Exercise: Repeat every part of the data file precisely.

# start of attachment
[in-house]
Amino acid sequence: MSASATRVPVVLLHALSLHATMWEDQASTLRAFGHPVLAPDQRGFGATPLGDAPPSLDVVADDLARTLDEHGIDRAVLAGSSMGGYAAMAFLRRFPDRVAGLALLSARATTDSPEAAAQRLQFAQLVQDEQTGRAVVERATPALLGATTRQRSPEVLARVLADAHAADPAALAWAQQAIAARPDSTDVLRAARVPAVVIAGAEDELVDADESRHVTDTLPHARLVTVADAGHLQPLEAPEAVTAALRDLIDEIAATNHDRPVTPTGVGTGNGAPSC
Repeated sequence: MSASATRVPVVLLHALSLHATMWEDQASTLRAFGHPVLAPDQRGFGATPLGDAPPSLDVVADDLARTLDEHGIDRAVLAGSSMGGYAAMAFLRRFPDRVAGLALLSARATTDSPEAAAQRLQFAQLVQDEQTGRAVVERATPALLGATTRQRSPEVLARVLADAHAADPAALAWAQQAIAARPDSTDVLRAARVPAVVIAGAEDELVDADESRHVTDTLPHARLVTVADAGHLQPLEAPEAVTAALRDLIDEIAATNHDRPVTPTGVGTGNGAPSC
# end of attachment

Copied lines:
[in-house]
Amino acid sequence: MSASATRVPVVLLHALSLHATMWEDQASTLRAFGHPVLAPDQRGFGATPLGDAPPSLDVVADDLARTLDEHGIDRAVLAGSSMGGYAAMAFLRRFPDRVAGLALLSARATTDSPEAAAQRLQFAQLVQDEQTGRAVVERATPALLGATTRQRSPEVLARVLADAHAADPAALAWAQQAIAARPDSTDVLRAARVPAVVIAGAEDELVDADESRHVTDTLPHARLVTVADAGHLQPLEAPEAVTAALRDLIDEIAATNHDRPVTPTGVGTGNGAPSC
Repeated sequence: MSASATRVPVVLLHALSLHATMWEDQASTLRAFGHPVLAPDQRGFGATPLGDAPPSLDVVADDLARTLDEHGIDRAVLAGSSMGGYAAMAFLRRFPDRVAGLALLSARATTDSPEAAAQRLQFAQLVQDEQTGRAVVERATPALLGATTRQRSPEVLARVLADAHAADPAALAWAQQAIAARPDSTDVLRAARVPAVVIAGAEDELVDADESRHVTDTLPHARLVTVADAGHLQPLEAPEAVTAALRDLIDEIAATNHDRPVTPTGVGTGNGAPSC